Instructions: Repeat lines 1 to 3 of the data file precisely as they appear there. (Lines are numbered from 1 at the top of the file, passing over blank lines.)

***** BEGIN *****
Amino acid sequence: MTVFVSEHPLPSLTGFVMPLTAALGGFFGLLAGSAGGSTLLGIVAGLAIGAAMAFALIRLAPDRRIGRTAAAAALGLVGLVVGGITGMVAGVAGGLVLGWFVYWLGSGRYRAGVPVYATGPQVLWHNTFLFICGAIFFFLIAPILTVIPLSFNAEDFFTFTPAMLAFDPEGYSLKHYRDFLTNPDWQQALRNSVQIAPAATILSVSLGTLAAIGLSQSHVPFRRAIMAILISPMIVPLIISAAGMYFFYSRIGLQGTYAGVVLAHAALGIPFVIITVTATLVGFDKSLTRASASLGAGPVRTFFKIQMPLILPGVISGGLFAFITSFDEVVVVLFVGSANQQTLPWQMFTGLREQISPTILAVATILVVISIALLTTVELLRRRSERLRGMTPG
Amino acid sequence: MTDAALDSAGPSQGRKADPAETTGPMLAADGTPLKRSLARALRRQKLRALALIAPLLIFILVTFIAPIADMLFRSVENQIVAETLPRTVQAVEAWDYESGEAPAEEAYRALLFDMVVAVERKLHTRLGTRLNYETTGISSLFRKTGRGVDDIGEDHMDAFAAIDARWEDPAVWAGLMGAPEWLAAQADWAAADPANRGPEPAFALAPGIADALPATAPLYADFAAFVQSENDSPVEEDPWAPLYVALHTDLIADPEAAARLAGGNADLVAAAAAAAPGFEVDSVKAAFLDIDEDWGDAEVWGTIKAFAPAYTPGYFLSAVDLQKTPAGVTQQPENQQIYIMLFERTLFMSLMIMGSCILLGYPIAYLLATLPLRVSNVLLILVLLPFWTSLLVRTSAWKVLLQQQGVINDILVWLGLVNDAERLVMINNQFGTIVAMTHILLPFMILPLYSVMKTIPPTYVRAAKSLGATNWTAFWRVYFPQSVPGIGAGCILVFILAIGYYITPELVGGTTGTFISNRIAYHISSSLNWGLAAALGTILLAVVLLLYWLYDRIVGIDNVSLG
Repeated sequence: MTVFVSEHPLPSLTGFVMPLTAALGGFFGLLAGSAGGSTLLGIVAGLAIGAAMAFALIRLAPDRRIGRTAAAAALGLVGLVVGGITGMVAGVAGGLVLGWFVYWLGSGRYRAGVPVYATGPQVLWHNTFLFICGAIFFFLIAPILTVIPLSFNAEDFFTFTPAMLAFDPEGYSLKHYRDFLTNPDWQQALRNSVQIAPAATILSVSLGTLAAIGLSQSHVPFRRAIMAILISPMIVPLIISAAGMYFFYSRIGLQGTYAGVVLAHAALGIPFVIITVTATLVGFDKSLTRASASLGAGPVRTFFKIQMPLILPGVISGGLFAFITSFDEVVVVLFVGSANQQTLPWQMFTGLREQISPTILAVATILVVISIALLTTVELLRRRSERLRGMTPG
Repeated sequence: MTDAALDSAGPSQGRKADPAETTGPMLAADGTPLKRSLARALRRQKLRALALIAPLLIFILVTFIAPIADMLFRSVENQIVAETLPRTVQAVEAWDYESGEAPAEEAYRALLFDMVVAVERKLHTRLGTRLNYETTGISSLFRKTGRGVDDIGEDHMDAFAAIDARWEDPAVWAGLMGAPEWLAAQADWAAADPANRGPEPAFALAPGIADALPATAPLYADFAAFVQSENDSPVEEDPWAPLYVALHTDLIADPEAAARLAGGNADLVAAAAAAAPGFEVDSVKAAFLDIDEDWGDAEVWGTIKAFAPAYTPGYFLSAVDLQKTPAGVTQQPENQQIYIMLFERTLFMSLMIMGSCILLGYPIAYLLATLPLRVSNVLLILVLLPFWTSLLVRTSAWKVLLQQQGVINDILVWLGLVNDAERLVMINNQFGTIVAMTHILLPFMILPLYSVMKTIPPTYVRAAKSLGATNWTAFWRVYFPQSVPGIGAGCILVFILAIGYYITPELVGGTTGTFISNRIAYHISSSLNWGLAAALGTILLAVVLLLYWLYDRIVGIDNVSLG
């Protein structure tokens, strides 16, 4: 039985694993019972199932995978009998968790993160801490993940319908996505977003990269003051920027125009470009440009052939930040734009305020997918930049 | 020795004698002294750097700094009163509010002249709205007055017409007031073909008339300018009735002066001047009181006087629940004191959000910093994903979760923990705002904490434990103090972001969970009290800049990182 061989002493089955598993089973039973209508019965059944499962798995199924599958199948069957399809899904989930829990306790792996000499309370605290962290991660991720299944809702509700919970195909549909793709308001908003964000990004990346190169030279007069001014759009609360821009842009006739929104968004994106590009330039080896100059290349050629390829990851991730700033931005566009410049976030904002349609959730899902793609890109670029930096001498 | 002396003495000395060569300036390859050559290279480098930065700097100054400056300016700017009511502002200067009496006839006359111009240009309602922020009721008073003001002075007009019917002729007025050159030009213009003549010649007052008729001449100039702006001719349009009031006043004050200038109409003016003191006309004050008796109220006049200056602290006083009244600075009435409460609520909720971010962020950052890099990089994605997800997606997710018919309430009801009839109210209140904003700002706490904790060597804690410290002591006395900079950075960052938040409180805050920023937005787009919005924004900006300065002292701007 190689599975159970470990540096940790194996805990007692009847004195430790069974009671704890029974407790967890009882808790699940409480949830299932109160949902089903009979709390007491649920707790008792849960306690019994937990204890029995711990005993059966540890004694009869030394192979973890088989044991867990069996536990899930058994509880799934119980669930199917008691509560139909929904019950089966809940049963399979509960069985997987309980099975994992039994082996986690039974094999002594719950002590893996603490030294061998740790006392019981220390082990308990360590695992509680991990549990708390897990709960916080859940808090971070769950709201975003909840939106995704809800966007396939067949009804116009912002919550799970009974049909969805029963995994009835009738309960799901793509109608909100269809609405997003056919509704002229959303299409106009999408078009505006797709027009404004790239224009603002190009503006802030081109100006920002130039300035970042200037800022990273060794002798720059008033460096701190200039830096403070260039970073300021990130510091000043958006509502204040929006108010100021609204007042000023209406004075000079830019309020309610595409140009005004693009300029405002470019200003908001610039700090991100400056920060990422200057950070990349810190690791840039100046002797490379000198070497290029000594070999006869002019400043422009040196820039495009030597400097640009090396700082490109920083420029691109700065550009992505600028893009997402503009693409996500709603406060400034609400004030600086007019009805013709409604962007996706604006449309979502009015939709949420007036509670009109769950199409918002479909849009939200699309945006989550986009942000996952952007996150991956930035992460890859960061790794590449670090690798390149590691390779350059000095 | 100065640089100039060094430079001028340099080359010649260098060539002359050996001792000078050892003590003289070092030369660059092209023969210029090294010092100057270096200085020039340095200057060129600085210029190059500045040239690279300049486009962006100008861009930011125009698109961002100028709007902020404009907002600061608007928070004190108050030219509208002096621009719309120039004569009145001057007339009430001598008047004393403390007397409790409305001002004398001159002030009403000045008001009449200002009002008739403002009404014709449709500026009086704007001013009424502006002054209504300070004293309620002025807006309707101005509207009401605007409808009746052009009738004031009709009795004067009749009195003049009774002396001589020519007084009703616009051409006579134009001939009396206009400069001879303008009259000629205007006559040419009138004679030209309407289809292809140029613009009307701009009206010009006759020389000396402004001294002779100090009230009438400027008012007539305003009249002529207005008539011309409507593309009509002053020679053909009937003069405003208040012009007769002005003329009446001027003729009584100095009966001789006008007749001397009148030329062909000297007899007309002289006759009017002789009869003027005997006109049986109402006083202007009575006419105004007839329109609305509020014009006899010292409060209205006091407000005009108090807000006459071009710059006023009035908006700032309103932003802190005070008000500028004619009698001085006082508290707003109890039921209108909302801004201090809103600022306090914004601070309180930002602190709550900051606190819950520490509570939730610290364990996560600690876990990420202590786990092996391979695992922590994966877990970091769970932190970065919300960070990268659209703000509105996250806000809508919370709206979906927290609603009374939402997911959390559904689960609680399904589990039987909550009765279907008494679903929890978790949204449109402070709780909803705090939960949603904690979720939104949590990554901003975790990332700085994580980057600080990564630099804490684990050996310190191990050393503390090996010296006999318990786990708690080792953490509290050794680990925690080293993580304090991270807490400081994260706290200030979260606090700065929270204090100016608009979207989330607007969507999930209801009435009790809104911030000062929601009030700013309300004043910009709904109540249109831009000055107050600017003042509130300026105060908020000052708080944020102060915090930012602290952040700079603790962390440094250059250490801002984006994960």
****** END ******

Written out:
Amino acid sequence: MTVFVSEHPLPSLTGFVMPLTAALGGFFGLLAGSAGGSTLLGIVAGLAIGAAMAFALIRLAPDRRIGRTAAAAALGLVGLVVGGITGMVAGVAGGLVLGWFVYWLGSGRYRAGVPVYATGPQVLWHNTFLFICGAIFFFLIAPILTVIPLSFNAEDFFTFTPAMLAFDPEGYSLKHYRDFLTNPDWQQALRNSVQIAPAATILSVSLGTLAAIGLSQSHVPFRRAIMAILISPMIVPLIISAAGMYFFYSRIGLQGTYAGVVLAHAALGIPFVIITVTATLVGFDKSLTRASASLGAGPVRTFFKIQMPLILPGVISGGLFAFITSFDEVVVVLFVGSANQQTLPWQMFTGLREQISPTILAVATILVVISIALLTTVELLRRRSERLRGMTPG
Amino acid sequence: MTDAALDSAGPSQGRKADPAETTGPMLAADGTPLKRSLARALRRQKLRALALIAPLLIFILVTFIAPIADMLFRSVENQIVAETLPRTVQAVEAWDYESGEAPAEEAYRALLFDMVVAVERKLHTRLGTRLNYETTGISSLFRKTGRGVDDIGEDHMDAFAAIDARWEDPAVWAGLMGAPEWLAAQADWAAADPANRGPEPAFALAPGIADALPATAPLYADFAAFVQSENDSPVEEDPWAPLYVALHTDLIADPEAAARLAGGNADLVAAAAAAAPGFEVDSVKAAFLDIDEDWGDAEVWGTIKAFAPAYTPGYFLSAVDLQKTPAGVTQQPENQQIYIMLFERTLFMSLMIMGSCILLGYPIAYLLATLPLRVSNVLLILVLLPFWTSLLVRTSAWKVLLQQQGVINDILVWLGLVNDAERLVMINNQFGTIVAMTHILLPFMILPLYSVMKTIPPTYVRAAKSLGATNWTAFWRVYFPQSVPGIGAGCILVFILAIGYYITPELVGGTTGTFISNRIAYHISSSLNWGLAAALGTILLAVVLLLYWLYDRIVGIDNVSLG
Repeated sequence: MTVFVSEHPLPSLTGFVMPLTAALGGFFGLLAGSAGGSTLLGIVAGLAIGAAMAFALIRLAPDRRIGRTAAAAALGLVGLVVGGITGMVAGVAGGLVLGWFVYWLGSGRYRAGVPVYATGPQVLWHNTFLFICGAIFFFLIAPILTVIPLSFNAEDFFTFTPAMLAFDPEGYSLKHYRDFLTNPDWQQALRNSVQIAPAATILSVSLGTLAAIGLSQSHVPFRRAIMAILISPMIVPLIISAAGMYFFYSRIGLQGTYAGVVLAHAALGIPFVIITVTATLVGFDKSLTRASASLGAGPVRTFFKIQMPLILPGVISGGLFAFITSFDEVVVVLFVGSANQQTLPWQMFTGLREQISPTILAVATILVVISIALLTTVELLRRRSERLRGMTPG